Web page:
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A Commercial Battlefield

In the fall of 2012, tbk Creative was introduced to Brock Doors and Windows, a reputable, Toronto-based window and door dealer. We were introduced to Brock through our strong relationship with North Star Windows & Doors, where we acted as North Star’s Agency of Record.

Brock had one clear and aggressive goal:

Double the company’s size.

Some things are easier said than done.

In most Canadian and American mid-to-large sized markets, a window and door market is hotly contended for. Replacing windows and doors doesn’t come cheap – projects usually start at $5,000 and, in some cases, can go up to $30,000.

Because there was so much competition and the industry wasn’t growing organically, we knew we would need to analyze the competitors, find holes in their armour, and identify Brock’s strengths and weaknesses. We did an analysis and here’s what we discovered:

Toronto map

1. Brand identity

Buying windows is not like going to a grocery store (like Loblaw) where you go every week or to an oil change facility (like Jiffy Lube) where you go 3-4 times a year; homeowners only buy windows 2-3 times in their lifetime. Because consumers rarely buy windows and doors, they don’t know local dealers, which means there’s no established mindshare with consumers. When a consumer needs windows, they start their shopping online or on Sunday after looking at their newspaper’s flyers. What a brand says about themselves determines whether they can capture an audience’s attention long enough to clearly communicate their values.g enough to clearly communicate their values.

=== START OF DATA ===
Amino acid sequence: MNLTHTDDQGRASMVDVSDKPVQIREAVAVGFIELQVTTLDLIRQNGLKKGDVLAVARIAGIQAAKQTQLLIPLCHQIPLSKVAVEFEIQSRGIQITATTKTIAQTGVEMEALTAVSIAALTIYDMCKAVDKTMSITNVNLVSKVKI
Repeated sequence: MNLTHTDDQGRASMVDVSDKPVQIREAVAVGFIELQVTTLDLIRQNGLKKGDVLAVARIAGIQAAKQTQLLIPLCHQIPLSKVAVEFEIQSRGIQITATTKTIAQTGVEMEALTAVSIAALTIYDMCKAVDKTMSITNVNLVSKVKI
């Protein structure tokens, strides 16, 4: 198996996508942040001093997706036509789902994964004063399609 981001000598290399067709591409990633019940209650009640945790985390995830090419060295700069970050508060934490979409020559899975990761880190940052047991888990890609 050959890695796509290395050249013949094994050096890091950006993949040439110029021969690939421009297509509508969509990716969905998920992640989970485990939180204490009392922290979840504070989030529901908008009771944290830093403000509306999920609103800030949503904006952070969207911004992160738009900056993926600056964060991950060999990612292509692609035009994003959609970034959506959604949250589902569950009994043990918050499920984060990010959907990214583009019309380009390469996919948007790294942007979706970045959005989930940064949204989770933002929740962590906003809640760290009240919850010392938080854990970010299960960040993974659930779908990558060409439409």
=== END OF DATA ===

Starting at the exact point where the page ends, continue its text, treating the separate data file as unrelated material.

At the time, almost all of the window dealers in Toronto lacked a brand ethos and value statement, choosing to focus on promotions and financial deals instead. But, in an ocean of companies — all offering 40% promotions and financing deals — focusing on a shared message won’t help double your market share.

2. Tracking

Brock was running an AdWords campaign and buying print from over a dozen different sources, but they lacked the analytical insight to know which sources were generating the most revenue. For example, if they spend $4,000 on AdWords Search in any given month, are they earning $3,000 or $60,000? Having this inside would allow them to better allocate their dollars and produce greater return on investment for their company.

3. Doing more

Brock, like many of their competitors, had a website, was buying print, and running AdWords campaigns, but this practice has been the industry status quo for a few years. We knew that if Brock was going to take enough market share to double their company’s size, we would need to do more with their marketing budget and push boundaries in the industry.

Brock Windows and Doors

Gathering the troops.